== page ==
4 Steps to a Hopeful Future With Herpesby Emily Depasse Patient Expert
Searching for ways to make meaningful changes this year? No matter what your goals are, some of them may be overshadowed by the daunting feeling of living the remainder of your life with genital herpes. If herpes has interfered in your daily life, it may have caused some of your dreams to seem unachievable. Moving forward, consider shifting your mindset from the shadows of stigma and into the light of your true potential.
1. Reflect upon your goals and identity
Maybe your herpes diagnosis changed your perspectives, or put a roadblock in front of your goals. Or maybe you chose to pretend your diagnosis didn't happen. No matter your coping mechanism, make sure take a few moments to yourself, herpes diagnosis aside, and ask yourself the tough questions: What makes you you? What do you aspire to be? What milestones do you want to achieve in your life, and what mindset will get you there? What steps do you need to take to be the "you" that you envision in the future?
Some may find a daily or weekly journal useful, while others may find more comfort living in their heads. Only you are capable of answering these questions and tracking your progress through honest and deep reflection with yourself. Begin with a foundation and list small steps to work toward your goals.
2. Reevaluate what health means to you
Sure, many people hopped on the get-fit-in-January bandwagon with well-intended resolutions, but not all will see their newfound habits through to December. With your goal roadmap and newly envisioned self in mind, question what health means to you, especially as someone with herpes. It is important to have a general understanding of what the virus is, and how it can affect your day-to-day life, if at all. Such determinations may even help you disassociate from the stigma.
Herpes remains latent (inactive) within the host after primary infection at the base of the spine deep within the nervous system. A 2016 article in the journal Microbial Cell notes that the reason behind the virus' latency is widely studied, and the immune system plays a key role in recurrences. Although each person's individual body chemistry is different, keeping yourself healthy and happy, from the inside out, can help you lead a more balanced life.
Nowadays, it seems as though holistic health is becoming all the more trendy. Oftentimes, lysine is noted as a possible holistic remedy for herpes, but there is no scientific evidence, according to the NIH, that this is effective in its management.
3. Stress less
While it may seem obvious, research shows that psychological distress suppresses the immune system and can lead to depression and anxiety. That same study references how psychological distress can "be both a cause and consequence of HSV-2 recurrence."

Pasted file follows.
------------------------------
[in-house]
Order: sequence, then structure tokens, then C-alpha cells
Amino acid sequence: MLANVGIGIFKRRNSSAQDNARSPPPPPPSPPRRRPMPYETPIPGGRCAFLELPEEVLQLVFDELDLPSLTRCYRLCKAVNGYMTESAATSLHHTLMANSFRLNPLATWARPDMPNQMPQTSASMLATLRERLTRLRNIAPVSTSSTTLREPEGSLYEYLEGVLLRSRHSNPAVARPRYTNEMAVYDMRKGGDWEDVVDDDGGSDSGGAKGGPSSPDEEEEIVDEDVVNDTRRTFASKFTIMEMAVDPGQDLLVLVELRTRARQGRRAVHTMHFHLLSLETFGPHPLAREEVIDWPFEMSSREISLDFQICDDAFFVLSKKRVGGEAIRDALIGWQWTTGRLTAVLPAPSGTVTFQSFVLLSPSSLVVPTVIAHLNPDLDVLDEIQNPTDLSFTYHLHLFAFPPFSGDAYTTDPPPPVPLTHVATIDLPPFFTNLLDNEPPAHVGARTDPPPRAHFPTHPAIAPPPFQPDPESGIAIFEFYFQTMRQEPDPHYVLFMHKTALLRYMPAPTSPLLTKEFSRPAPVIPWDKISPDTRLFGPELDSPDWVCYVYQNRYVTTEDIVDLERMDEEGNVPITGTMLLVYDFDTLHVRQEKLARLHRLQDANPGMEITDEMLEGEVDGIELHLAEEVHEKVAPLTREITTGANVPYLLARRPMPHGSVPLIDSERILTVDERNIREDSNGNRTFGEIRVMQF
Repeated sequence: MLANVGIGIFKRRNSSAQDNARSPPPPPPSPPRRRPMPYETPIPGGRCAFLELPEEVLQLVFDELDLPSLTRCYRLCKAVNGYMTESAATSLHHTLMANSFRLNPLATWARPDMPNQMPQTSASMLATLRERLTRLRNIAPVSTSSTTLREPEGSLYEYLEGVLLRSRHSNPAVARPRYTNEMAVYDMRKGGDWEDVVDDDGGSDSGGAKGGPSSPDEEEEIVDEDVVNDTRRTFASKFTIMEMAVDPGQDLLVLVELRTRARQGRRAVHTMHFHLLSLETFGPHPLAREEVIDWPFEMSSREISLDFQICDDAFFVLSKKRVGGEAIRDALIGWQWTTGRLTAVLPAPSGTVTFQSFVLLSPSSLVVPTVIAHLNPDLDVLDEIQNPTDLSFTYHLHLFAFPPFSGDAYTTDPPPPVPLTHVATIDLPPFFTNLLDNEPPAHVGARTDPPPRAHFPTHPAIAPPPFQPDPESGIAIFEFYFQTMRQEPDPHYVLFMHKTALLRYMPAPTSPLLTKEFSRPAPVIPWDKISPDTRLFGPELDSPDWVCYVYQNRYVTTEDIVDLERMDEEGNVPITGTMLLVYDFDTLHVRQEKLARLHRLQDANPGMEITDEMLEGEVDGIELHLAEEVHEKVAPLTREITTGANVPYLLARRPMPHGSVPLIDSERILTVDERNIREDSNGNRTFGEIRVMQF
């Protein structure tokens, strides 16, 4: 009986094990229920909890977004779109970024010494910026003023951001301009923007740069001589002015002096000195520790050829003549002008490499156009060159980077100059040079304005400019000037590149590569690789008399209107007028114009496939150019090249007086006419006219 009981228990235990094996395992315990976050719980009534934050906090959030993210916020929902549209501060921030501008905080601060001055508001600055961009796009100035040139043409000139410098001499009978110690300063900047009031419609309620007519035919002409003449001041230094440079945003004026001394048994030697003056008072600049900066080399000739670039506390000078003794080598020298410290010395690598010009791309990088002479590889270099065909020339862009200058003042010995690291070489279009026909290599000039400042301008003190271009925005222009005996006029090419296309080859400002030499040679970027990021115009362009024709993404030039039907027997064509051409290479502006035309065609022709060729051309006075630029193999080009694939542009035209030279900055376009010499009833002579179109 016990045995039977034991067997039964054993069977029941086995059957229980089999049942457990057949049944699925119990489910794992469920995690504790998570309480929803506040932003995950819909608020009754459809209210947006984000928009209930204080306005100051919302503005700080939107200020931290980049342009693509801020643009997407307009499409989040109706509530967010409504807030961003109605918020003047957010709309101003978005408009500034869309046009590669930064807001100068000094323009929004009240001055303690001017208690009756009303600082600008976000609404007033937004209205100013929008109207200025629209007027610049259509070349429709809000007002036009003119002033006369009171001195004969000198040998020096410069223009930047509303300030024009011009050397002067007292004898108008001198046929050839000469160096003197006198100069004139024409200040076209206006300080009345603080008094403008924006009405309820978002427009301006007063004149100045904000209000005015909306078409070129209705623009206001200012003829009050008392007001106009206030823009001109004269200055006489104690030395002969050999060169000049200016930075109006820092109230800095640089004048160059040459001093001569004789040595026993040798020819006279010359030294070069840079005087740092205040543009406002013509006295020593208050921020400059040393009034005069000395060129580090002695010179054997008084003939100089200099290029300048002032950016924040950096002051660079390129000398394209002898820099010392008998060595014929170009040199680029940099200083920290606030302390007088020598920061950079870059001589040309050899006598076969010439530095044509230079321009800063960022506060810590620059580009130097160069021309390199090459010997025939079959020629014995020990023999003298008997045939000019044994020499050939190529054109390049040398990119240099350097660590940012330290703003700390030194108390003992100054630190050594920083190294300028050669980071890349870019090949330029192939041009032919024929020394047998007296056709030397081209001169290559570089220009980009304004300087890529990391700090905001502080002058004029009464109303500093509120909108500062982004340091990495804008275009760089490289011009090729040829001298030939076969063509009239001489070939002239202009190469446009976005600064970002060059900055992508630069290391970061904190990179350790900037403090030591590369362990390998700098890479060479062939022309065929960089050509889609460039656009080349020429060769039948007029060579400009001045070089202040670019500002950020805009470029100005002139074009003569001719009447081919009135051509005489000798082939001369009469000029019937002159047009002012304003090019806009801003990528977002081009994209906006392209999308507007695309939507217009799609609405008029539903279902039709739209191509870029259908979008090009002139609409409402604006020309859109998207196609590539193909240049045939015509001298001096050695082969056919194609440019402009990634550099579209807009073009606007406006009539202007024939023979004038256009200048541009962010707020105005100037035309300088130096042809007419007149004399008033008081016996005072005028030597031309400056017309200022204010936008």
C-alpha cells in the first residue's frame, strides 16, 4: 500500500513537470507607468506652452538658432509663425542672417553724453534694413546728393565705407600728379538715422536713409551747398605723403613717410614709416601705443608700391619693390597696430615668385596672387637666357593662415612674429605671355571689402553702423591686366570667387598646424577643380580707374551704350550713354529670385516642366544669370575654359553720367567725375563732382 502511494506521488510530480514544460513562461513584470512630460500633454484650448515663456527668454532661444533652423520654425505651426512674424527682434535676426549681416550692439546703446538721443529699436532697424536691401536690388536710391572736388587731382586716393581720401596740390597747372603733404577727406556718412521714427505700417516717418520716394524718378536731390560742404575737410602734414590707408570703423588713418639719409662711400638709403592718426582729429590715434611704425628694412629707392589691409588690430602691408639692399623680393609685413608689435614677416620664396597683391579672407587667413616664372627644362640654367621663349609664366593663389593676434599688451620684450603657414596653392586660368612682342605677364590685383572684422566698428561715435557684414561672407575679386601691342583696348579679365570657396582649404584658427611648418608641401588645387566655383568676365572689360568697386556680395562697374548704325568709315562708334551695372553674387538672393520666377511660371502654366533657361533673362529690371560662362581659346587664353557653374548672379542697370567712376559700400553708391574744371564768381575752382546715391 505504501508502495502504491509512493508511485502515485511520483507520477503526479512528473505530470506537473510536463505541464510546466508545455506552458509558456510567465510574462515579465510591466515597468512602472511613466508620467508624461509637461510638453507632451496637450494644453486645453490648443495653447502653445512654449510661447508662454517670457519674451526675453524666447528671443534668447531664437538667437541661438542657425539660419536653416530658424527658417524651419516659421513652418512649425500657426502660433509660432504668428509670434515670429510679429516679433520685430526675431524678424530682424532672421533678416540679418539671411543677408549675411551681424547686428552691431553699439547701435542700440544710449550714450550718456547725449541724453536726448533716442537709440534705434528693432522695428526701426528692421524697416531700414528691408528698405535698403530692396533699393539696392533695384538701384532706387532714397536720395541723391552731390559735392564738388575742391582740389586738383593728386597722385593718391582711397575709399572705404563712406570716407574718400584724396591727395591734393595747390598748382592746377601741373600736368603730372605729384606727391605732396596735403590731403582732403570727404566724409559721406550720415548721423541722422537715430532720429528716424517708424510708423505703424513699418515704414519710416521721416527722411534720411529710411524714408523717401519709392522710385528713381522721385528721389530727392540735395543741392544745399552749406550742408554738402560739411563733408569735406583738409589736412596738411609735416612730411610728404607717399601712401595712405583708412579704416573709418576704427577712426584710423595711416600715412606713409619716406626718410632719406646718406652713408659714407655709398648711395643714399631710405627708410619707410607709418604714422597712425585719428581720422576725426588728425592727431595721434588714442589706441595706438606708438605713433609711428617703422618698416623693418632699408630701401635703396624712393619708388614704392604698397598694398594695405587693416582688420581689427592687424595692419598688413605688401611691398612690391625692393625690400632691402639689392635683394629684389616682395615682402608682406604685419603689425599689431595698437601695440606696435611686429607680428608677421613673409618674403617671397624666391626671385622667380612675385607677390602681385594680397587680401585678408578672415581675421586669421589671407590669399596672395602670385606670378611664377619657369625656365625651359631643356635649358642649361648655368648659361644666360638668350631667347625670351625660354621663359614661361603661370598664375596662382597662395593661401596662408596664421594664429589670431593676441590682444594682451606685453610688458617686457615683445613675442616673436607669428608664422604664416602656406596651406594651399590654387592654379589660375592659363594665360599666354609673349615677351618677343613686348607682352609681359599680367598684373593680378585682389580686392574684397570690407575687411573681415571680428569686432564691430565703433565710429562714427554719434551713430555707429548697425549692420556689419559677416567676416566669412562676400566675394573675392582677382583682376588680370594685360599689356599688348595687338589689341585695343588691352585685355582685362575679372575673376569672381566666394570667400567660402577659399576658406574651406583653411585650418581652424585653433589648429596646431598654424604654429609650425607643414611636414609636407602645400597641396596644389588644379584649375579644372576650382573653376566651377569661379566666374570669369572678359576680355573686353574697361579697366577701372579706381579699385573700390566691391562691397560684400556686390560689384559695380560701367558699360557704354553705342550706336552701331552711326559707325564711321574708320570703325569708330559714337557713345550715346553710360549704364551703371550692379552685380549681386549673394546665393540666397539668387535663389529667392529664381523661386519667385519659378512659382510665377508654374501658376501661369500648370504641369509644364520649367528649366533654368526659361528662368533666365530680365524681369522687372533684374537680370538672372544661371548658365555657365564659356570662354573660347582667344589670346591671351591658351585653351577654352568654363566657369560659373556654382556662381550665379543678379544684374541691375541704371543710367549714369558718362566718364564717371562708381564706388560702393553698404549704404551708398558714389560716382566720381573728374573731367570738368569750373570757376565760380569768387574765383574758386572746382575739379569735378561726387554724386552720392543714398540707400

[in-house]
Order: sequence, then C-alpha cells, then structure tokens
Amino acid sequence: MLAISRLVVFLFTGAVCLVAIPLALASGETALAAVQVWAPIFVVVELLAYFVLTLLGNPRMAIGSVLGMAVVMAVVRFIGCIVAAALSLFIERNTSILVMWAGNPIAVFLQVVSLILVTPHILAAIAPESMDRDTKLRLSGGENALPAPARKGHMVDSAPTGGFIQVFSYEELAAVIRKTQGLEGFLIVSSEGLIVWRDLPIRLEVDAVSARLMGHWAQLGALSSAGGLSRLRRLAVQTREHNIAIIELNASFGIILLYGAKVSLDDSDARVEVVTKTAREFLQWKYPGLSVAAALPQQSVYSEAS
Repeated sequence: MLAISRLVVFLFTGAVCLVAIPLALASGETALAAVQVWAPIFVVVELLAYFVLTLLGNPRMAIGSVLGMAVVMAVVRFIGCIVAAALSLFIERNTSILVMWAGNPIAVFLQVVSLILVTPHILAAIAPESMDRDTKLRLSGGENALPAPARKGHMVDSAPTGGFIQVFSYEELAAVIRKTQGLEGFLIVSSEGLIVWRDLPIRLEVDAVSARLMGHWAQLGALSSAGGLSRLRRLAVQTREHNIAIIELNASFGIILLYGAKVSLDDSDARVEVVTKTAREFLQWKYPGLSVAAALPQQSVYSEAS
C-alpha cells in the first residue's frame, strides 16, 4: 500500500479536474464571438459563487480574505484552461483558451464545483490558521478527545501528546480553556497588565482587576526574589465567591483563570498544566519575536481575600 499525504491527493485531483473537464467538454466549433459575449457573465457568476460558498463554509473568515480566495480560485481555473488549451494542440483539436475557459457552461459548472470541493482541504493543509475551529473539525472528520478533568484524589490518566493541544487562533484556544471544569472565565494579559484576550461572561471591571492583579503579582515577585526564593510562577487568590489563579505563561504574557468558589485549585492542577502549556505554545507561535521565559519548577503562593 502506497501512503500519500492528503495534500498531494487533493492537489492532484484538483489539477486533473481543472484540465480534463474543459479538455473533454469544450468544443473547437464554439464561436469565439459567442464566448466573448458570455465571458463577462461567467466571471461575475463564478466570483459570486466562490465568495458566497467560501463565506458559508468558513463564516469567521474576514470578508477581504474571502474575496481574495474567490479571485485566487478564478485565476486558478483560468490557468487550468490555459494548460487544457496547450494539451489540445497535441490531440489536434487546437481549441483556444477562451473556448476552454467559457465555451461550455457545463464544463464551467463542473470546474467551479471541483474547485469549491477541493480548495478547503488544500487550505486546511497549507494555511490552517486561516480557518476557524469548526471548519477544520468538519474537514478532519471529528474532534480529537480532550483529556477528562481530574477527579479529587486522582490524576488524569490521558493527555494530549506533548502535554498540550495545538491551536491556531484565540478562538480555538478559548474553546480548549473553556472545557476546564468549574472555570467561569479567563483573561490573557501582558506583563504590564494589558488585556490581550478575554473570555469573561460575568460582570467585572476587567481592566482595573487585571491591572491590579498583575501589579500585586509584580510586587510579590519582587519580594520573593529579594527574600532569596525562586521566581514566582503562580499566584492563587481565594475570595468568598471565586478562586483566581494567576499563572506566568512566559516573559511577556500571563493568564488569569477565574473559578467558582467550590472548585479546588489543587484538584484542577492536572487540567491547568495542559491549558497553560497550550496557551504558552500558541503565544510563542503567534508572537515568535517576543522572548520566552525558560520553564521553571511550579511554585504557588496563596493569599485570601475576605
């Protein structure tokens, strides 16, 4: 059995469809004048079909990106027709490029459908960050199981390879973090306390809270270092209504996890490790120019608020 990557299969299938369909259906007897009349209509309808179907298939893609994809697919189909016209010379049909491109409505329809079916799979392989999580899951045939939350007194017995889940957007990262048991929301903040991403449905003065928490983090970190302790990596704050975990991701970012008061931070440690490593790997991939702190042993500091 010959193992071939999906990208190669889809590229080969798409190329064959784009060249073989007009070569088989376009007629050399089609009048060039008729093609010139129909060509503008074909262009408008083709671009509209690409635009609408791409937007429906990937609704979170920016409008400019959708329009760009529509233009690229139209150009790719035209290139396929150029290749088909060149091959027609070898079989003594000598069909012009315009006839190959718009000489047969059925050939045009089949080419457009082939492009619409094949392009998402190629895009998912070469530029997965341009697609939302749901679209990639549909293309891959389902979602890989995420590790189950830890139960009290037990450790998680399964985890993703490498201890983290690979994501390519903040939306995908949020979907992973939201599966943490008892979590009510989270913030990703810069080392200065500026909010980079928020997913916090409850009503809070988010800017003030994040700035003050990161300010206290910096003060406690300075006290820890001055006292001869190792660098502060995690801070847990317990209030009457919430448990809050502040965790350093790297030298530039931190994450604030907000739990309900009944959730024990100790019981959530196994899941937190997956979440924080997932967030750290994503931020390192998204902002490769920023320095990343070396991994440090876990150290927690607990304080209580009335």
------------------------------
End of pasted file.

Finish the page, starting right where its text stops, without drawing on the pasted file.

While there is no cure for herpes yet, there is hope that yoga could assist in alleviating stressors of the nervous system, thus decreasing chances of recurring outbreaks. The NIH classifies yoga as, "a form of Complementary and Alternative Medicine" that may significantly decrease such stressors and reduce levels of anxiety of depression. While yoga is a great workout for those seeking strength, flexibility, or both, it is also a way to achieve more mindfulness and inner peace by using the power of one's breath.
One yoga class may not change your life, but a consistent practice yields proven positive physical and mental results that are worth considering, including acceptance of the present moment. If you plan to explore the benefits of yoga, experiment by taking different class types (restorative, hot yoga, bikram, yin, etc.) from different teachers to find the best variations that work for your body, mind, and what you seek from your practice.
4. Reach out for support
We can only take so much of the world upon our shoulders. Sometimes, a journal does not serve as enough release. Sometimes we need human connection: someone to reach out and hug us, to offer a hand, and a listening ear, in our most vulnerable moments. Although your friends, family, and partners may not understand the exact experience of living with herpes, they will care that you are hurting, and they will want to be there for you. They may even ask, "How can I be there for you?" and you may not have a concrete answer. After determining your own stance on health and educating yourself about the virus, these scenarios may serve well as teaching moments for friends and family. Although awkward at first, such moments are often effective at breaking stigmas and stereotypes about sexually transmitted infections.
The bottom line
Whether you choose to follow these steps, or set some goals of your own, we hope you embrace the chance to stand firm in a positive identity, rather than living in the shadow of harmful herpes stereotypes.